Ed Spot #4: The Princess Theatre

Edmonton's Independent Cinema showcases alternative films seven days a week

BY EMIL TIEDEMANN

I know what you're thinking, that what could the Princess Theatre possibly bring to the table that's any different from all those multi-plex movie theatres sprawled throughout the city? The truth is, the Famous Players and Cineplex showrooms offer much more than the twin-screen Princess ever could, but that isn't always a good thing. Sure, the multi-plex's host like a dozen screens, can offer the IMAX experience (Scotiabank Theatre @ West Edmonton Mall), and are equipped with fancy seating areas, mini-arcades and, in one particular case, a fire-breathing dragon (again, Scotiabank), but daunting crowds, raised ticket prices (about $13-$18), and a lack of smaller, indie and foreign films are just some of the things you'll have to put up with when you walk through the doors of these giant chain theatres. But, to each his own, right?!

Much like the Garneau Theatre (8712-109 St.), the Princess is a small, limited screen movie palace that has called Edmonton home for many years. In fact, it's the city's oldest movie theatre still standing, opening its doors for the first time on March 8, 1915 as "the largest stage in western Canada." But its fare was a lot different in those early days, as it hosted high-class vaudeville and musical concerts. The first commercial film that was ever shown at the Princess was The Eagle's Mate (1914), which starred Canadian icon Mary Pickford.

The original 638-seat palace was established by John Wellington McKernan, who hired the local Wilson & Herald architectural firm to design the "small but lavish" movie house, which included white B.C. marble on its 3-story face. Even after McKernan had succumb to the Spanish flu epidemic in 1918, his family continued operating the Princess up until 1957, after which it had become the first Edmonton theatre to show a talking motion picture. It was also the city's only theatre on the southside right up until 1939.

It wasn't long after new owners took over in '57 that the Princess experienced a downfall, soon closing its doors to allow its space to be used to sell retail. By 1970 Towne Cinema Ltd. bought the structure and renovated it, reopening it as Klondike Cinema, soon switching from second run films to adult movies. The Old Strathcona Foundation leased the theatre in 1978, then purchased it in 1982, eventually restoring it to its former glory, becoming a leading art house for years. A second screen (Princess II) was added in the basement of the 94-year-old building, in 1999.

Last Wednesday a buddy and I decided to check out one of the alternative films that make the theatre special to the Edmonton region, as they famously show films that no other theatre in town will, excluding its cousin the Garneau, which is located just off of Whyte Ave. The movie was a sci-fi thriller called Moon (read my review here), which was the directorial debut for David Bowie's son Duncan Jones. It starred Sam Rockwell and featured the voice of Kevin Spacey, star of my all-time favourite film, American Beauty (1999).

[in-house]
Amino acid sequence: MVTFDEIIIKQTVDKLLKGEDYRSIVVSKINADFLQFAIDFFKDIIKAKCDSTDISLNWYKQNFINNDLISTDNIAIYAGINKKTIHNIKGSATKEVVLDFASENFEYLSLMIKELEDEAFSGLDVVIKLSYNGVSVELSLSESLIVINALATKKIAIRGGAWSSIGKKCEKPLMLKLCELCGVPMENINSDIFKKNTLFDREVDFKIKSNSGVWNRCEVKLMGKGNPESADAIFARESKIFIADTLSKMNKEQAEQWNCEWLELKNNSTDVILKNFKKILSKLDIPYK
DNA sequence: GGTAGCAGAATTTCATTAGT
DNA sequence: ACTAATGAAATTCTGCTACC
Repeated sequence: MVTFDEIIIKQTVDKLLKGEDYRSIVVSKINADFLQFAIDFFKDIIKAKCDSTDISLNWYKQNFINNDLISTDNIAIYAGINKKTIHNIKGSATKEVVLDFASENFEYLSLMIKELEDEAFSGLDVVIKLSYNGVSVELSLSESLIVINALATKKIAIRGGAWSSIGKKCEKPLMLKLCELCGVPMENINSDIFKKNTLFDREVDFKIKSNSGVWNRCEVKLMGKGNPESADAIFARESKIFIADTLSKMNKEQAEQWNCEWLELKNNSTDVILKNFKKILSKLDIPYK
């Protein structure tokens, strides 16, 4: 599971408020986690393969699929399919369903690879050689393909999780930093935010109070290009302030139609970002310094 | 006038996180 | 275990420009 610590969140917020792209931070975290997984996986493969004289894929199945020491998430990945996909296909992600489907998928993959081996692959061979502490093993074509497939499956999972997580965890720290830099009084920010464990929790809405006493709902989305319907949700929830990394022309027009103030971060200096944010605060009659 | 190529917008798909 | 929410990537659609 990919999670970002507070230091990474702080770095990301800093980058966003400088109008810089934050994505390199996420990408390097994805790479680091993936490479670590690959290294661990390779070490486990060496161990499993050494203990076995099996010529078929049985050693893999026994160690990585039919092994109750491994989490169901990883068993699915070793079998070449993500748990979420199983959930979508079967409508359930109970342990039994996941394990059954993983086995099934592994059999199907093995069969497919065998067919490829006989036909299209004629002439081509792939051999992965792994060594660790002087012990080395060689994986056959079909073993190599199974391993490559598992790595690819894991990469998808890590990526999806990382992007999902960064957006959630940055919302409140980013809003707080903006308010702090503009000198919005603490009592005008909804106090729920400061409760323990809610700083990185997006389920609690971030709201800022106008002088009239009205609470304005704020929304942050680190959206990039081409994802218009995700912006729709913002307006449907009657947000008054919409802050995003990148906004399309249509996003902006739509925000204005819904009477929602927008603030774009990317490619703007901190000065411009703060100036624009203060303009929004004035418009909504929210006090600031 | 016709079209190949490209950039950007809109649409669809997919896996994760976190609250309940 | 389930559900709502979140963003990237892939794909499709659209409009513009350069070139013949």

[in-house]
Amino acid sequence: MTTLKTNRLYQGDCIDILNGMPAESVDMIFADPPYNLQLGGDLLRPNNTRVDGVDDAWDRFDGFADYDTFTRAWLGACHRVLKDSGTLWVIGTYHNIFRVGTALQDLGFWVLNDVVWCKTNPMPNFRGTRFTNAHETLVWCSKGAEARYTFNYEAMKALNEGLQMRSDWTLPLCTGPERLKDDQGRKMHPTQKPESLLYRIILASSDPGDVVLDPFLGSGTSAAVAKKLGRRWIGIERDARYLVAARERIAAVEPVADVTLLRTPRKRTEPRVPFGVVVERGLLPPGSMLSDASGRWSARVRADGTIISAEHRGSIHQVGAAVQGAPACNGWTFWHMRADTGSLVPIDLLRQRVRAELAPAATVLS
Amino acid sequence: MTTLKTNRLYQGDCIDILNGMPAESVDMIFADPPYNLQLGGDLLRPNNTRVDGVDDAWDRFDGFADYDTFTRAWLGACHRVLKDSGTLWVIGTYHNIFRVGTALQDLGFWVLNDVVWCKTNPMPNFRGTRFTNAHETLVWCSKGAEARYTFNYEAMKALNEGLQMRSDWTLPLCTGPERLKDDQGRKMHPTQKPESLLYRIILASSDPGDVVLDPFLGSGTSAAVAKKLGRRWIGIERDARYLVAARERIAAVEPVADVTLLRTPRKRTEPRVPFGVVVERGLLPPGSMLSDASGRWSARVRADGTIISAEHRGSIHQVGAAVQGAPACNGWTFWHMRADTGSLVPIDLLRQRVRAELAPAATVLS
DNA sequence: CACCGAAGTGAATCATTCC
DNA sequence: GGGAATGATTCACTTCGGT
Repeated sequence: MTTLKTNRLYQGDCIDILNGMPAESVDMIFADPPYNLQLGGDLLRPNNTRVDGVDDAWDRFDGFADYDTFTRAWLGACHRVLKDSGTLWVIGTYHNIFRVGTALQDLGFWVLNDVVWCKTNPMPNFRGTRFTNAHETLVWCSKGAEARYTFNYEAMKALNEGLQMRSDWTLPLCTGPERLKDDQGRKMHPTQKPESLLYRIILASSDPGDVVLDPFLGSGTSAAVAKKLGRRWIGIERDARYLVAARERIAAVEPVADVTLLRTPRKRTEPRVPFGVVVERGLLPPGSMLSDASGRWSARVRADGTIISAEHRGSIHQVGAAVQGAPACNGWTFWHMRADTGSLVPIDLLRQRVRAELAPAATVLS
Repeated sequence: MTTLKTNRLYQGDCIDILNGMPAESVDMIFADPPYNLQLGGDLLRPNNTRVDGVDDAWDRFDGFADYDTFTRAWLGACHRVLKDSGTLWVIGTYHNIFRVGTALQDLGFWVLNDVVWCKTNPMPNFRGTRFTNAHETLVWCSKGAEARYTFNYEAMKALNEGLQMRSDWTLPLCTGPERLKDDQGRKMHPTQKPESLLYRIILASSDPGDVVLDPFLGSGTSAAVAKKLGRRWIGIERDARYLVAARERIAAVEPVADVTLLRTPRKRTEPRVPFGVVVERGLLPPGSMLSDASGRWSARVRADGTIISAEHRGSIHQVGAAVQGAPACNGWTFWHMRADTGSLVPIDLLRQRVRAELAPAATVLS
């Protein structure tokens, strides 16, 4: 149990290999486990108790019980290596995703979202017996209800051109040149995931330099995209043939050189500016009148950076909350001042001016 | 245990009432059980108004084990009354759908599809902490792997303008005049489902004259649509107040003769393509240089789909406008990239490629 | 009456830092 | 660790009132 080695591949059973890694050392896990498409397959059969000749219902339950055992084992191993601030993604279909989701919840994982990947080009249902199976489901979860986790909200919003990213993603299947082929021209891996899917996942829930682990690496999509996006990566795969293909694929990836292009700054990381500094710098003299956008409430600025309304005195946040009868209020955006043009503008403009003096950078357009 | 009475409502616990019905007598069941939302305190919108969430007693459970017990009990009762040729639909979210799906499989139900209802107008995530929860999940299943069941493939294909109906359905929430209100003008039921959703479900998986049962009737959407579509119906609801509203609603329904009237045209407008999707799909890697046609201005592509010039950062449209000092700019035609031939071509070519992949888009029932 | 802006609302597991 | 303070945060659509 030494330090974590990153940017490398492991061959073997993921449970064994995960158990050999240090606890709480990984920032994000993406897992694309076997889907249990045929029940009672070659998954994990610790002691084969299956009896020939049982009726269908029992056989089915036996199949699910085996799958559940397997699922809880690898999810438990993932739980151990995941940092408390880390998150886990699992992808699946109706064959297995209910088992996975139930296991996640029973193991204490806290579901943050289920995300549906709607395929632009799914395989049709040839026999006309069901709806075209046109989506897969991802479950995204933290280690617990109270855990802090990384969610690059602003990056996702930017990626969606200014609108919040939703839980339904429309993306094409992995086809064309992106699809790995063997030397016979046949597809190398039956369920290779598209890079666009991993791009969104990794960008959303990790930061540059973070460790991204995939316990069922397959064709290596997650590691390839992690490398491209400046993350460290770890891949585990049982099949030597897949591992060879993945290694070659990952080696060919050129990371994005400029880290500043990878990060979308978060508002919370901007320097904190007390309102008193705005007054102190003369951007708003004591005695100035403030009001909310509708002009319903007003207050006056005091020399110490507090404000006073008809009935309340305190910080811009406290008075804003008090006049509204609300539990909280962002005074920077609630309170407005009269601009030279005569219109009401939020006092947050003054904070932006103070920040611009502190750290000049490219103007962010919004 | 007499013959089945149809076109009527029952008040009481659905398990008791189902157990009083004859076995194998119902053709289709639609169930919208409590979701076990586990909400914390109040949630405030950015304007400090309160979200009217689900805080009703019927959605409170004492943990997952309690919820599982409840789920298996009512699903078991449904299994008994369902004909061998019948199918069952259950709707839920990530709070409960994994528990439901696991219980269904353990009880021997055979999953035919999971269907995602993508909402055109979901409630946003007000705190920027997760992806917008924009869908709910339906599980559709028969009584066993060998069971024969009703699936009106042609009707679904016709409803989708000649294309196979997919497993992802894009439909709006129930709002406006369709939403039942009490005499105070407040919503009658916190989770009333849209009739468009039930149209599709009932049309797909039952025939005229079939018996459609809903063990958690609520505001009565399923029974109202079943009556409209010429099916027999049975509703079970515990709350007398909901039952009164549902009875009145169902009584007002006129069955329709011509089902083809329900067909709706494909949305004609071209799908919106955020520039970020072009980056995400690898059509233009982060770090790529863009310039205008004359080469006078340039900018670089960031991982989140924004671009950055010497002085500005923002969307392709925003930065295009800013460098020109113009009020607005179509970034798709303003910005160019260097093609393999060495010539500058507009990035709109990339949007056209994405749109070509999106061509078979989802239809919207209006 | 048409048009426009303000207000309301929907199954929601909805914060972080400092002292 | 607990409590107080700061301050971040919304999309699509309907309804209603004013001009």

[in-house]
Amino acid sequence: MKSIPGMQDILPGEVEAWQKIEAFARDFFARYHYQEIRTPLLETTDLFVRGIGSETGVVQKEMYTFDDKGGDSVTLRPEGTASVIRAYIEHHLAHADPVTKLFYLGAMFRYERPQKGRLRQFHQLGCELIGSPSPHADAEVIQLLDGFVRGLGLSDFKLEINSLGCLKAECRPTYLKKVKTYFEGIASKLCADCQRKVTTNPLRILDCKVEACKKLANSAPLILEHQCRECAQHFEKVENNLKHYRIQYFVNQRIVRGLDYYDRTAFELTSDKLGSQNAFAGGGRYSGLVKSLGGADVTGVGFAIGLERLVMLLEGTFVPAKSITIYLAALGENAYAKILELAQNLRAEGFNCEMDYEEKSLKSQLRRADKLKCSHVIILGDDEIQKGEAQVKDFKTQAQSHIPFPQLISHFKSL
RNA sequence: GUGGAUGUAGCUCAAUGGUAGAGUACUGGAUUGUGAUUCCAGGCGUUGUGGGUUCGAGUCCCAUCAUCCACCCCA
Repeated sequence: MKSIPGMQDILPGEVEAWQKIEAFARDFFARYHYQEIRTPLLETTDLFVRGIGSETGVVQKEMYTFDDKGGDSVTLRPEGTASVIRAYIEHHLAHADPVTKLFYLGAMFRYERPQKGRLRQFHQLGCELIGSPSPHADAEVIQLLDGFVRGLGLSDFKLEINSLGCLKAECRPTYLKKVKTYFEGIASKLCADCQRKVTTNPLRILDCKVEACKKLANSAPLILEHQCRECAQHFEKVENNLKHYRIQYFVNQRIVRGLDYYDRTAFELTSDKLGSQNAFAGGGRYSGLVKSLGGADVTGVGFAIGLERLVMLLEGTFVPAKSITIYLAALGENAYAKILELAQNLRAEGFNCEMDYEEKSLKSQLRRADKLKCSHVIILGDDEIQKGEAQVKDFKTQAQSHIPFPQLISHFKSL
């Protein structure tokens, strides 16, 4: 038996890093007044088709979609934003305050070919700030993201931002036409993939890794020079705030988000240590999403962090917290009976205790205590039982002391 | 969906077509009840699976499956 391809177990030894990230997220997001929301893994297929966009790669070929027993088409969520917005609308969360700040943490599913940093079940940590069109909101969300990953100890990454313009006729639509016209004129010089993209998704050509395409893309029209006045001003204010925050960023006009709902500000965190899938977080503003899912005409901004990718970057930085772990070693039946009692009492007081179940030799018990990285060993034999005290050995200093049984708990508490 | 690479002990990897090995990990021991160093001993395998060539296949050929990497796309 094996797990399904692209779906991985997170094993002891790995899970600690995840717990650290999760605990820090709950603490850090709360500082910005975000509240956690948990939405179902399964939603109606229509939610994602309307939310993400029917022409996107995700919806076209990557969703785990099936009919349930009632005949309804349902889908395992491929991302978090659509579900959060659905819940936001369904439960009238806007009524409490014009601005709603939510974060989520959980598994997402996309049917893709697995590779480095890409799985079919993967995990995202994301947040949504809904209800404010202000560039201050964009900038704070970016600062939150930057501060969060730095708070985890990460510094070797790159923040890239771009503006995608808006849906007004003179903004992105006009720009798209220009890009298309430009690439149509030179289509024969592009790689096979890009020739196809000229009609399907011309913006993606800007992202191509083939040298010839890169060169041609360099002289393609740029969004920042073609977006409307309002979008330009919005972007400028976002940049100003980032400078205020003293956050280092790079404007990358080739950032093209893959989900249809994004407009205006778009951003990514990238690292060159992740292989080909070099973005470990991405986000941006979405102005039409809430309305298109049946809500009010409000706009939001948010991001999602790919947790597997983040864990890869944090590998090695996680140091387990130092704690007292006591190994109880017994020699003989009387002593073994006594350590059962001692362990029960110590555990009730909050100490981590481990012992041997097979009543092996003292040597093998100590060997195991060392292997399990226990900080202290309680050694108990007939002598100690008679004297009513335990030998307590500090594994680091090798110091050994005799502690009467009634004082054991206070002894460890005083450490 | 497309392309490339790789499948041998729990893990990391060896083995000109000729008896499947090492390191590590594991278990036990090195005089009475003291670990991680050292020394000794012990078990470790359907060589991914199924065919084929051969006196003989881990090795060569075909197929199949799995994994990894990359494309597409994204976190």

Unfortunately, you cannot purchase your tickets much in advance--about a half-hour at the earliest--and online purchasing is out of the question. Immediately after you walk through the old-school wooden-glass doors you're welcomed by the ticket booth to your left. The tickets, which are those tiny square stubs you can buy in giant rolls at any dollar store, are only $10, and no GST!

After the young lady took my ten bucks for Moon, she hurried over to the food vendor to take our order there as well. "You look familiar," I told her, before I ordered a pair of large Cokes ($3.50), skipping out on the popcorn this time. There isn't a huge selection of snacks available at the Princess, but who comes to the movies for the food anyways?

Behind us, directly across from the snack area, was shelving units that offered local publications (SEE, Vue, etc.) free for the taking, as well as reviews of the now-playing movies clipped from local newspapers and tacked onto a bulletin board, in addition to a box of free movie posters! After the patrons made their way down from the last showing, we climbed the stairs to the balcony area, which "fills" up much quicker than the lower seating section. We took our seats amongst the 617 that are available at the neo-classical venue, as my buddy pulled out a pack of licorice that he snuck in! As usual, the movie started a tad bit later than the scheduled showtime, but there were no complaints.

One of the best things about the Princess (not to be confused with the now-closed theatre on Jasper Ave.) is that once the movie ends you can make your way downstairs and head out to the bustling Whyte Ave., which boasts a nightlife unlike anywhere else in the capital region. In fact, we had downed a rum & Coke next door at Blues on Whyte just before we bought our tickets. This is the allure of the historical theatre, that and its old-fashioned feel, where true movie fans can go and take in the films that don't need the over-zealous exposure to impress audiences.

The Rundown:
Location:
10337-82 ave. NW
Phone: 780-433-0728/ 780-439-9100
Hours: Depends on showtimes
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